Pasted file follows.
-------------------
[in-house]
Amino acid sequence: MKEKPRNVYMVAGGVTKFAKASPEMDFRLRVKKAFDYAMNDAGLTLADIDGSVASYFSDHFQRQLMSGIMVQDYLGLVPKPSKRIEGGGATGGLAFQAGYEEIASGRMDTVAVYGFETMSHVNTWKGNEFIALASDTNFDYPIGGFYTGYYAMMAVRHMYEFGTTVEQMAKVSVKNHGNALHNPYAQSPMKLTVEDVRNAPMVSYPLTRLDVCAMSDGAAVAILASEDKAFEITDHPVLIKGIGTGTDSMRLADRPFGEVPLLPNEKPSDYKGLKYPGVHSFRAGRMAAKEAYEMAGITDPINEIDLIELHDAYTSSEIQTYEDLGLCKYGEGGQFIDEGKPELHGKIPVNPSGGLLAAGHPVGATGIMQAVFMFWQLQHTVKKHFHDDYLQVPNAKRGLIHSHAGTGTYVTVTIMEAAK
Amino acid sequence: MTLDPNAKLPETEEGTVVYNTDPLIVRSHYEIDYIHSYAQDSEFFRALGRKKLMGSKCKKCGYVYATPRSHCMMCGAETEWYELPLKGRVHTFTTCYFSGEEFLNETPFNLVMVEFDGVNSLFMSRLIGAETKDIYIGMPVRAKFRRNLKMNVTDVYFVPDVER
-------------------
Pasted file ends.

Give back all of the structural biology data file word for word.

[in-house]
Amino acid sequence: MKEKPRNVYMVAGGVTKFAKASPEMDFRLRVKKAFDYAMNDAGLTLADIDGSVASYFSDHFQRQLMSGIMVQDYLGLVPKPSKRIEGGGATGGLAFQAGYEEIASGRMDTVAVYGFETMSHVNTWKGNEFIALASDTNFDYPIGGFYTGYYAMMAVRHMYEFGTTVEQMAKVSVKNHGNALHNPYAQSPMKLTVEDVRNAPMVSYPLTRLDVCAMSDGAAVAILASEDKAFEITDHPVLIKGIGTGTDSMRLADRPFGEVPLLPNEKPSDYKGLKYPGVHSFRAGRMAAKEAYEMAGITDPINEIDLIELHDAYTSSEIQTYEDLGLCKYGEGGQFIDEGKPELHGKIPVNPSGGLLAAGHPVGATGIMQAVFMFWQLQHTVKKHFHDDYLQVPNAKRGLIHSHAGTGTYVTVTIMEAAK
Amino acid sequence: MTLDPNAKLPETEEGTVVYNTDPLIVRSHYEIDYIHSYAQDSEFFRALGRKKLMGSKCKKCGYVYATPRSHCMMCGAETEWYELPLKGRVHTFTTCYFSGEEFLNETPFNLVMVEFDGVNSLFMSRLIGAETKDIYIGMPVRAKFRRNLKMNVTDVYFVPDVER